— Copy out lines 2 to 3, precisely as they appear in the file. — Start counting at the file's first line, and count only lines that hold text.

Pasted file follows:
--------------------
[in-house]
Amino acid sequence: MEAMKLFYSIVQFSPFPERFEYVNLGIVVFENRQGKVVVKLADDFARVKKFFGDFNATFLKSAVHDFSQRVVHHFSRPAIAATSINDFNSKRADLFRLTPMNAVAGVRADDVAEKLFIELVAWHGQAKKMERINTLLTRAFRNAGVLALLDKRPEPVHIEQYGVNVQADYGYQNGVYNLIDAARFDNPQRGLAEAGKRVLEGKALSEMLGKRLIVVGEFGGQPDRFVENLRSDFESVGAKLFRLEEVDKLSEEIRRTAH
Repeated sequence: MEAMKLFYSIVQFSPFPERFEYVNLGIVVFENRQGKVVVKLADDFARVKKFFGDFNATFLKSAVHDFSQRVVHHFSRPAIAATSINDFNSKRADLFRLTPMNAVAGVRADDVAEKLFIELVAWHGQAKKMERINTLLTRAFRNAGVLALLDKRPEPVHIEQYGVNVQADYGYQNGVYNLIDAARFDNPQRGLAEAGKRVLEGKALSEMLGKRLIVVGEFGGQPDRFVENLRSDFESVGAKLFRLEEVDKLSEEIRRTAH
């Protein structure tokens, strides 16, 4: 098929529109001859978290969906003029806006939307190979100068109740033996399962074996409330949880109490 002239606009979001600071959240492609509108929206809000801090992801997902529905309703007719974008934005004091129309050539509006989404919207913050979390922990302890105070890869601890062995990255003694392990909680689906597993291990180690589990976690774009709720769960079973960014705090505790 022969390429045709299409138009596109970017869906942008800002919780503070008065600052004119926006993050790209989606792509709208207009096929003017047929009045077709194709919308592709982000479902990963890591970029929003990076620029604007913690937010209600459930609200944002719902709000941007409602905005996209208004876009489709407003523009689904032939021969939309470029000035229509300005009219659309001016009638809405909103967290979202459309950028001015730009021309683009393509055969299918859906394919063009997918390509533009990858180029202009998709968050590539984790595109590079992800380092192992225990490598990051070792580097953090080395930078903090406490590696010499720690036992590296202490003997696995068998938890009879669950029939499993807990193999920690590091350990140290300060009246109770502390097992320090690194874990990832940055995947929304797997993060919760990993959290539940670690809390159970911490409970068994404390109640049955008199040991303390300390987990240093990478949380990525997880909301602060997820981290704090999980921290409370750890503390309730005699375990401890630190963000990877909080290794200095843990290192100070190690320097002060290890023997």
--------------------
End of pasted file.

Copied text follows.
Amino acid sequence: MEAMKLFYSIVQFSPFPERFEYVNLGIVVFENRQGKVVVKLADDFARVKKFFGDFNATFLKSAVHDFSQRVVHHFSRPAIAATSINDFNSKRADLFRLTPMNAVAGVRADDVAEKLFIELVAWHGQAKKMERINTLLTRAFRNAGVLALLDKRPEPVHIEQYGVNVQADYGYQNGVYNLIDAARFDNPQRGLAEAGKRVLEGKALSEMLGKRLIVVGEFGGQPDRFVENLRSDFESVGAKLFRLEEVDKLSEEIRRTAH
Repeated sequence: MEAMKLFYSIVQFSPFPERFEYVNLGIVVFENRQGKVVVKLADDFARVKKFFGDFNATFLKSAVHDFSQRVVHHFSRPAIAATSINDFNSKRADLFRLTPMNAVAGVRADDVAEKLFIELVAWHGQAKKMERINTLLTRAFRNAGVLALLDKRPEPVHIEQYGVNVQADYGYQNGVYNLIDAARFDNPQRGLAEAGKRVLEGKALSEMLGKRLIVVGEFGGQPDRFVENLRSDFESVGAKLFRLEEVDKLSEEIRRTAH